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Psychedelic Plants

What Makes a Psychedelic Plant, Psychedelic?

Psychedelic plants are part of a wider class of plants known as hallucinogens. The name for this group of plants comes from the Greek word psykhe meaning "mind" and delosfor "clear." Known for their mind altering properties, psychedelic plants affect humans in a variety of different ways that include sensory effects and perceptual visions. For this reason, psychedelics have had a long history steeped in medicinal and religious contexts. The active ingredients in these plants such as DMT, LSD, and alkaloids like lysergic acid amide are what makes them hallucinogens. They can be smoked, eaten, drunk, snuffed, mixed, or blotted. Their effects on the mind include changes in perception, thought, and mood, distortion of time and space, new colors and forms, and prolonged flashbacks (DEA). Referred to sometimes as psychoactive plants, psychedelics are important due to the plethora of ways in which one can use its power, be it positive or negative.

Certain chemical compounds in plants can have prodigious effects on the central nervous system of the animal or human that ingests it. Plants that have these specific compounds are referred to as psychoactive plants and are categorized into three distinct properties: hallucinogenic, stimulants, or depressants. It is not rare, however, for certain plants exhibit more than one of those three categorical distinctions. These compounds are used because most people are interested in altering their state of “reality.” Psychedelic plants have been used for thousands of years and that trend is likely to continue. One can argue that these plants have an almost symbiotic relationship with humans and various other animals because they are used so frequently worldwide. People incorporate these plants into many religious ceremonies, health and medicine, and recreational use.

Religious Uses

Human's extensive knowledge of psychedelic plants largely due to religious uses and experimentation. Religious ceremonies that featured psychedelic plants were not at all uncommon. The plants were used for healing and communication with deities in ceremonies. Given their risky nature, their use was restricted to highly trained and specialized peoples such as priests, shamans, special dignitaries, and other spiritual healers. Hallucinations are a predominant effect of these psychedelics and would allow them to achieve the heightened awareness they needed to be in the presence of their gods. Furthermore, psychedelic plants were necessary for rituals, ceremonies, and divination because it opened the human mind and body for direct possession. In a religious and cultural context, this is how ancient religions and peoples communicated messages from the gods. For an in-depth Wiki on psychedelics in religion, check out Plants in Religion.

Controversy/Legal Issues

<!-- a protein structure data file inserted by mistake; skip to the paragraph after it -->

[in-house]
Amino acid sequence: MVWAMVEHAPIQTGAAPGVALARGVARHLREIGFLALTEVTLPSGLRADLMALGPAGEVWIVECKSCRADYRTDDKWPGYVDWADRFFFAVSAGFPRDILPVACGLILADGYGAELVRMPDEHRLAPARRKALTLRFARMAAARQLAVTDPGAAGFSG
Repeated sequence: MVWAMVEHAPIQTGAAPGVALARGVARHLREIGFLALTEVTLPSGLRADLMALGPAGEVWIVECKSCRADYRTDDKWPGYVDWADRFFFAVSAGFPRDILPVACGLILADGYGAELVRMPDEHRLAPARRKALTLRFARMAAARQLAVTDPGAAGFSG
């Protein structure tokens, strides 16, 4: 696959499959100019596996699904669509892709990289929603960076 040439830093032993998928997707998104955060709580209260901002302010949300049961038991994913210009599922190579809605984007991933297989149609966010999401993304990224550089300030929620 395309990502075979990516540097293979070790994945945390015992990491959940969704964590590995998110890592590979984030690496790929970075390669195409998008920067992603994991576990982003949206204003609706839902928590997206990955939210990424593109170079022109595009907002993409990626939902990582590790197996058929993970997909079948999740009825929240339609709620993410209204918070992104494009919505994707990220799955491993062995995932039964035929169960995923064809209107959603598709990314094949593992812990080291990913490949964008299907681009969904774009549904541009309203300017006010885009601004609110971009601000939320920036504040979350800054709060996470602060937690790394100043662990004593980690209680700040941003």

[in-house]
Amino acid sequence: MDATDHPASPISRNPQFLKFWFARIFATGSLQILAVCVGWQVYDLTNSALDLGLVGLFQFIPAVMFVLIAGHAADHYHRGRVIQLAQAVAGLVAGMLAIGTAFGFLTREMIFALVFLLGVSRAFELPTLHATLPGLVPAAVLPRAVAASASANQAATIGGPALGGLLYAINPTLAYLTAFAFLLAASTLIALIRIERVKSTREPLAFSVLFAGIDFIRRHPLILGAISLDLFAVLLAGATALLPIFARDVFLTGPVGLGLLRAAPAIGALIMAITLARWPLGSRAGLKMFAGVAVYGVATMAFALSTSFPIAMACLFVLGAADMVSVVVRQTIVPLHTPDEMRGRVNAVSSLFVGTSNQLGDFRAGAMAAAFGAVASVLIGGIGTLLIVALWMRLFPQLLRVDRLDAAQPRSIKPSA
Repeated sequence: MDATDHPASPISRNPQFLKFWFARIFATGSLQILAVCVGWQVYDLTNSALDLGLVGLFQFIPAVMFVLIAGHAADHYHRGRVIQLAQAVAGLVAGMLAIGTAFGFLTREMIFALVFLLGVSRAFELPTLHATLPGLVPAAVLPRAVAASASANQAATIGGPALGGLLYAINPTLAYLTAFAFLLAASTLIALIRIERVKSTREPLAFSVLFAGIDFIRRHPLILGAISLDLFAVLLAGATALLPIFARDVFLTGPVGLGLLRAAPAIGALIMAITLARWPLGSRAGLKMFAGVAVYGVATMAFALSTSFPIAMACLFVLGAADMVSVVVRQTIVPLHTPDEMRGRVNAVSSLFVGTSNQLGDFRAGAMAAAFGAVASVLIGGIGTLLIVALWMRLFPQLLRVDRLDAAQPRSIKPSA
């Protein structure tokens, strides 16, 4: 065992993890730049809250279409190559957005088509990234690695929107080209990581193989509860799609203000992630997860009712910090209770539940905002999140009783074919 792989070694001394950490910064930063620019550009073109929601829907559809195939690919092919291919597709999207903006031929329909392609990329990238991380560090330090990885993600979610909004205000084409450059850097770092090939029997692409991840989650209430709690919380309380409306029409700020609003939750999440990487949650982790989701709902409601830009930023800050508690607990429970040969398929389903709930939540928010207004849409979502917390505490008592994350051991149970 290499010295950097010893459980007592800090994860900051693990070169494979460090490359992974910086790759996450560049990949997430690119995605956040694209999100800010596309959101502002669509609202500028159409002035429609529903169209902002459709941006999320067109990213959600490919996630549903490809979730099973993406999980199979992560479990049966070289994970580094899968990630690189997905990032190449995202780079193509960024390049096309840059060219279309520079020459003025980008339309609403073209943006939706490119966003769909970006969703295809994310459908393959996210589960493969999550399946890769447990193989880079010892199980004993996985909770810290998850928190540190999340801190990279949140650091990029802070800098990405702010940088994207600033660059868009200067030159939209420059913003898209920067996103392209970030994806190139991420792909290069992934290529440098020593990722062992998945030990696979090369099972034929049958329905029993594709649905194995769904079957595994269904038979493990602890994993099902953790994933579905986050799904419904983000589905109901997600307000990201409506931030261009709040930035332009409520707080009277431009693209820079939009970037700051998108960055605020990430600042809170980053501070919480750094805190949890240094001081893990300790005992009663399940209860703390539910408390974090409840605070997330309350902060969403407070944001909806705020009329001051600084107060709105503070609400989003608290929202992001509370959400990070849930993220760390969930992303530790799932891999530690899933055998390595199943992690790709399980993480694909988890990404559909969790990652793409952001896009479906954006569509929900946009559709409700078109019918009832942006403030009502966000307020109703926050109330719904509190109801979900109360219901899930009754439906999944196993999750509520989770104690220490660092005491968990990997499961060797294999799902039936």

Psychedelics are perhaps best known as a hallmark of the Hippie counterculture that was prominent through the mid-1960s and 70s. During this time young people rebelled against all things mainstream and instead embraced freedom, spirituality, exploration, and expression.

The use of most hallucinogens and psychedelic plants is illegal in the United States. Many of the hallucinogens in psychedelic plants are classified by the Drug Enforcement Administration as Schedule I under the Controlled Substances Act. Being a Schedule I drug specifies that it has high potential for misuse. Currently, no psychedelic plant serves medicinal purpose in the United States. Even if not extracted from plants, the properties can be synthesized in illegal drug labs (Drug Enforcement Administration).

There is a Yin and Yang relationship in many states where some of the psychedelic plants listed here are used for ornamental purposes: Morning Glory, Blue Lotus. At the same time it is illegal for humans to consume the plant for its hallucinogens.

The average consumer believes that some homegrown psychedelics are safer to use than other drugs and are ignorant of the fact that any drug property can be abused. However, the past has shown that homegrown psychedelics can be abused. Since the 1960s, there have been numerous reported instances where adolescents have been sent to the hospital due to misuse of hallucinogenic substances such as Morning Glory and Blue Lotus. The seeds of psychedelic plants such as these ones can be legally purchased. As a result, almost everyone has access to obtaining these seeds. It is the easy access of obtaining these seeds that has caused multiple cases of misuse to occur (Vargas, 2006).

Morning Glory, Pedro Acevedo-Rodriguez @ USDA-NRCS PLANTS Database

Morning Glory by Jessie Ngo

yopo tree.jpg
Yopo by Sean Cawley

Blue Lotus by Monica White

Kratom by Gunlee Segrain

"Anadenanthera peregrina flowers", 24 April 2013.
Drug Enforcement Agency. "Drug Fact Sheet: Hallucinogens",
"Mandelbrot Set",
Vargas, T. (2006, 3) Washington Post: Breaking News, World, US, DC News & Analysis. A '60s Buzz Recycled. Retrieved April 26, 2013, from